Nozzles are widely utilized in industry to inject fluids, both single and multi-phase, into a process vessel or pipe. They are commonly used to control the rate, direction and shape of the injected flow, and are typically used to accelerate a fluid to increase local mixing and mass/heat transfer within a process.
The simplest kind of nozzle is a single orifice type that is used to inject a jet of a fluid into another. Nozzles can be grouped into two categories, Jets or Sprays:
- Injections of a gas into a gas, a gas into a liquid, or a liquid into a liquid are defined as jets.
- injections of liquid into a gas, where significant droplet formation is anticipated, are termed as sprays.
Nozzles are designed to generate droplets using two basic principles:
- The first principle relies on shear and/or impact, where the liquid stream is atomised by being accelerated through an orifice and is sometimes also directed towards an impact plate for further atomisation.
- Such nozzles are generally simple, single-phase designs operating at relatively high pressure, and are the most commonly used nozzle type in industries such as:
- power generation,
- oil and gas,
- Pharmaceutical, etc.
- The second design principle prevalent in industry for liquid atomisation is the effervescent nozzle, where the liquid is mixed with a gas well upstream of the nozzle orifice. As the gas-liquid mixture exits the nozzle, the gas experiences a pressure letdown, causing a rapid expansion and a relatively high-velocity region near the nozzle tip. This rapid expansion of gas effectively rips the liquid stream apart and is a very effective means of droplet generation.
- This type of nozzle is commonly used in industries where relatively high flow rates of liquid are atomised using relatively low pressures (typically << 500 psi), and where process steam or compressed air are available for atomisation. Steam or air requirements are generally less than 10% on a mass basis.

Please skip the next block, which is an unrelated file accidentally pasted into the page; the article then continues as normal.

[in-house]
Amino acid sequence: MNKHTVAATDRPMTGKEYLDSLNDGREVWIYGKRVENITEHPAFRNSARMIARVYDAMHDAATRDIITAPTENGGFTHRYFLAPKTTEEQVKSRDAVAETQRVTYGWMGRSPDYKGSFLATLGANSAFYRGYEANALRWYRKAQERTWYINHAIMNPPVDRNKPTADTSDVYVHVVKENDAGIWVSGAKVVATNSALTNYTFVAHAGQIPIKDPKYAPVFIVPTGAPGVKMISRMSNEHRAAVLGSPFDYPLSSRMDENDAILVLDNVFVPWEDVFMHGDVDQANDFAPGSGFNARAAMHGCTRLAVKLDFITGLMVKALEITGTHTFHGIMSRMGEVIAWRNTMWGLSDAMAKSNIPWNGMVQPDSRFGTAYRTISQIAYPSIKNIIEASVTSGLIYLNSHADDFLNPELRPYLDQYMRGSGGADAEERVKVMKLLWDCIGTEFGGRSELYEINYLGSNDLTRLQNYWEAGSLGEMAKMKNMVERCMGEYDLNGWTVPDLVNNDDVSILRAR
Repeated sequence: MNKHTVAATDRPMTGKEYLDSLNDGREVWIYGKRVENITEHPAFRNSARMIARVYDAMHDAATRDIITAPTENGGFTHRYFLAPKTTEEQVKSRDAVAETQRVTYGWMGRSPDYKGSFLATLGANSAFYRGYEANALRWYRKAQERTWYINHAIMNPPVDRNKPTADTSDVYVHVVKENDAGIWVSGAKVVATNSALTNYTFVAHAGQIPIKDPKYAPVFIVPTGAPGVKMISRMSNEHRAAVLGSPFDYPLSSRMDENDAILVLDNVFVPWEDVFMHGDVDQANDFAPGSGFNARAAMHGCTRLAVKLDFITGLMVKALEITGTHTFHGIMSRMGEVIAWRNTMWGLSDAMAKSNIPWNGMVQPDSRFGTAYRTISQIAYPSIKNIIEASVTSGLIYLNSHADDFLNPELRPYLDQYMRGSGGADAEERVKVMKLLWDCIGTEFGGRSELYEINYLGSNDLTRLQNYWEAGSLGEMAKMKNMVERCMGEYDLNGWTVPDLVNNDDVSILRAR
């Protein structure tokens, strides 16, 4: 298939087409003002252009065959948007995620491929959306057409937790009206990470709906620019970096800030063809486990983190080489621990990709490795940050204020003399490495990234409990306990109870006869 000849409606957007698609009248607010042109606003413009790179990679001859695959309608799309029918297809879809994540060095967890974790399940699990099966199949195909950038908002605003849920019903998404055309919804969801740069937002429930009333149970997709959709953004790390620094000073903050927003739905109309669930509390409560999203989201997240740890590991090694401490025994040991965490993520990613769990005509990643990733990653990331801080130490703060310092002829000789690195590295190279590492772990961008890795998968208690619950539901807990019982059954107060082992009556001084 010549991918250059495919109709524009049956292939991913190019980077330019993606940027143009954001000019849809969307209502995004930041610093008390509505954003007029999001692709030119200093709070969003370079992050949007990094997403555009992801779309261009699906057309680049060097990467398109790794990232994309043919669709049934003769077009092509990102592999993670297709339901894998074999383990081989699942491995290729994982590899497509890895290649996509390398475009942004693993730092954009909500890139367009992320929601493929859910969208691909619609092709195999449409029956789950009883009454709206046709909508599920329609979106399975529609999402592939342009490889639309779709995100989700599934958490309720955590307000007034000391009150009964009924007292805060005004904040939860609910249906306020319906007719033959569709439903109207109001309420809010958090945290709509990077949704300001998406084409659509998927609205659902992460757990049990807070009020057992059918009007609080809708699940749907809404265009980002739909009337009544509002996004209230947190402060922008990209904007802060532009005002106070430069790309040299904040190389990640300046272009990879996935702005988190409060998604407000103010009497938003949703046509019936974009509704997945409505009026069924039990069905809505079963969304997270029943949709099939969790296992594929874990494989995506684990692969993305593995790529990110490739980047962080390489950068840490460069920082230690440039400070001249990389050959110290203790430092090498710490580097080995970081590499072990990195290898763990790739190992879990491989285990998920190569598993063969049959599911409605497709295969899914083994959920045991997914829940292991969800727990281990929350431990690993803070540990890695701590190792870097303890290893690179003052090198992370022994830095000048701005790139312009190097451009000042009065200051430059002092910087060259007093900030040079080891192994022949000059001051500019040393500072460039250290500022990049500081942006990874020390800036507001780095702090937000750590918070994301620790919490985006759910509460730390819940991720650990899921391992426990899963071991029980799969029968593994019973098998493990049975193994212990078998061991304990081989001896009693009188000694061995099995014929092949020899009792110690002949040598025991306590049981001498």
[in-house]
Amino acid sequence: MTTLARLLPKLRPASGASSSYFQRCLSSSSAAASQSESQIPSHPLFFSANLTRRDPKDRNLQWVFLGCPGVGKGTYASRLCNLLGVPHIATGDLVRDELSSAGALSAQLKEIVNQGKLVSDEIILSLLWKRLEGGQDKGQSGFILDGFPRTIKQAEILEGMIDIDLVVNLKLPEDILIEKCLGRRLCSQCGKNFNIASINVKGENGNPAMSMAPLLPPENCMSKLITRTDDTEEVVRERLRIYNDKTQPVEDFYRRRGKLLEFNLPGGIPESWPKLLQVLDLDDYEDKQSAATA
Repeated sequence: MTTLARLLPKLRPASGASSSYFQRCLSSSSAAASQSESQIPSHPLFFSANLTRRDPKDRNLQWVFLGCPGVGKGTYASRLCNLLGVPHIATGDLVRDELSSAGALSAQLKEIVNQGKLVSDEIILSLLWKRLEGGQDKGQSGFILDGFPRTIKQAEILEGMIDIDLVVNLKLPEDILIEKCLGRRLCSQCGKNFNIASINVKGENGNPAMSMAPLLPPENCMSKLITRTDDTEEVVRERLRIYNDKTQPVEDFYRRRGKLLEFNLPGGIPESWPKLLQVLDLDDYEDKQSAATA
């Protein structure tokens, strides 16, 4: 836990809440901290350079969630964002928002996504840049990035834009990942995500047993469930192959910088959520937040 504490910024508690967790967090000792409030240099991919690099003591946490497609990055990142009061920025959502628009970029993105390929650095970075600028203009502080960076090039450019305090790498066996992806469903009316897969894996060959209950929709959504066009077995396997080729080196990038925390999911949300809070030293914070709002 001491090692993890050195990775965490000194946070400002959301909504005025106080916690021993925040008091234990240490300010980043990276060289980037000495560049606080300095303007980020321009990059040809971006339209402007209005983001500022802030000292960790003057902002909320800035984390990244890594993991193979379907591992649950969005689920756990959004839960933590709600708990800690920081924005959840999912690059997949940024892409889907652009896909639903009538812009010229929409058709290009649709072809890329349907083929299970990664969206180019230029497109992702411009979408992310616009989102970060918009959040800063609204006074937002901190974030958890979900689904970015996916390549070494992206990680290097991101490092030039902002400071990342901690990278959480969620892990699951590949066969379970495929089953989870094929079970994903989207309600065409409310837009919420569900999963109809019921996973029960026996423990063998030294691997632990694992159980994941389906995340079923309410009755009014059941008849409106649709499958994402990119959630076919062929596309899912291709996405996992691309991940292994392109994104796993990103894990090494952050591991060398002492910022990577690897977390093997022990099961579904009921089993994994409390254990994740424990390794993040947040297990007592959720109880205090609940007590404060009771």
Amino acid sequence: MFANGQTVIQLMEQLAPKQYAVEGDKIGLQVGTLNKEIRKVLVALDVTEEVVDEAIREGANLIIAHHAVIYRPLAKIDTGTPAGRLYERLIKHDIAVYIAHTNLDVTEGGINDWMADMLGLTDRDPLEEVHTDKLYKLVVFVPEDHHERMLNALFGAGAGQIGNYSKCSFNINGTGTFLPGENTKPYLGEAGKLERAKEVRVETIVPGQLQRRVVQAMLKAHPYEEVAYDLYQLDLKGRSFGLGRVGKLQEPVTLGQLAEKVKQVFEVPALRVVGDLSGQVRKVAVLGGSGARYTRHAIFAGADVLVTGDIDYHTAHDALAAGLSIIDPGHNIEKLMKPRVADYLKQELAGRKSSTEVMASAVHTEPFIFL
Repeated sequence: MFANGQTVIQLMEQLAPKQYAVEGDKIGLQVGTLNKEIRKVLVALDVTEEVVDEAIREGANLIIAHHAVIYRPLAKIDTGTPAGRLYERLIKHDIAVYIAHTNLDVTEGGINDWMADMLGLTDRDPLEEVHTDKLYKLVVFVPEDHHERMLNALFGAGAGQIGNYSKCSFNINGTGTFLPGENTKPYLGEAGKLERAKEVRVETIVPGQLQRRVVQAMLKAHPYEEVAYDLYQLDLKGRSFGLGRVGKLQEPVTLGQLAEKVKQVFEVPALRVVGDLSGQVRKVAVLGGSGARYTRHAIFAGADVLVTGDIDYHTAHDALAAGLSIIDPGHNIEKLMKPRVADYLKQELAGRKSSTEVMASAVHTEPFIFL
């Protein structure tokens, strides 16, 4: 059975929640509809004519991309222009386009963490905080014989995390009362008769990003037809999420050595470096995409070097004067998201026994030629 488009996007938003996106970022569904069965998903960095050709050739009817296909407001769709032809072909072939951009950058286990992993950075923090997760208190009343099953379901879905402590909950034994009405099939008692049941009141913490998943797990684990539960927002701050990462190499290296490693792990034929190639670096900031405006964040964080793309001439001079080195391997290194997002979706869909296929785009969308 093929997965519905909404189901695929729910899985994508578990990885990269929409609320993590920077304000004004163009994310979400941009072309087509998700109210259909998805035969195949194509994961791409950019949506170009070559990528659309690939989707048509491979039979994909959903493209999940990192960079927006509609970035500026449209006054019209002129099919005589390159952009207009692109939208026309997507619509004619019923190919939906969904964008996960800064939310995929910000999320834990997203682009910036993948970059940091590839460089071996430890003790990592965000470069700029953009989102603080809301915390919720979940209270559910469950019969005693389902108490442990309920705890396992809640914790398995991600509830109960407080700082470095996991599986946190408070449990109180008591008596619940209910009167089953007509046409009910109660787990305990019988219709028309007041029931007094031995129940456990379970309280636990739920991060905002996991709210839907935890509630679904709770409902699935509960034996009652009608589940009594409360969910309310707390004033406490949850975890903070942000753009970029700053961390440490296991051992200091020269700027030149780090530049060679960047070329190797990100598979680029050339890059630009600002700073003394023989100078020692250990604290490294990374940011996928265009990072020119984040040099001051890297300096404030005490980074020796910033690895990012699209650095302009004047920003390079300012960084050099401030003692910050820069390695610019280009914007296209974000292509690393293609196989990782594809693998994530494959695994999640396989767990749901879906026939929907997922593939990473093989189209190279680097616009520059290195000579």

Coanda has worked on a wide range of nozzle development and optimisation projects, across a broad range of processes, including fluid coking, polymerisation, distillation, gravity separation, and much more.
We leverage our experience, and a widely accepted nozzle scaling strategy using dimensional analysis, to prescribe the nozzle operating conditions in the laboratory, typically employing benign fluid analogues such as air and water that are safe and cost-effective to operate.
Nozzle performance metrics are collected using a wide variety of measurement techniques, including flow visualisation, and quantitative measurements such as distributions of droplet size, velocity, and liquid flux.
Dedicated spray testing facility
Coanda has an on-site custom built spray facility that is dedicated to the testing of nozzles. The spray facility includes instruments such as an Artium Phase Doppler Interferometer (PDI) that is used to measure droplet size, velocity and flux distributions, and several Phantom high-speed cameras including two VEO710 cameras capable of obtaining up to 7,400 frames per second at a resolution of 1280×800 pixels.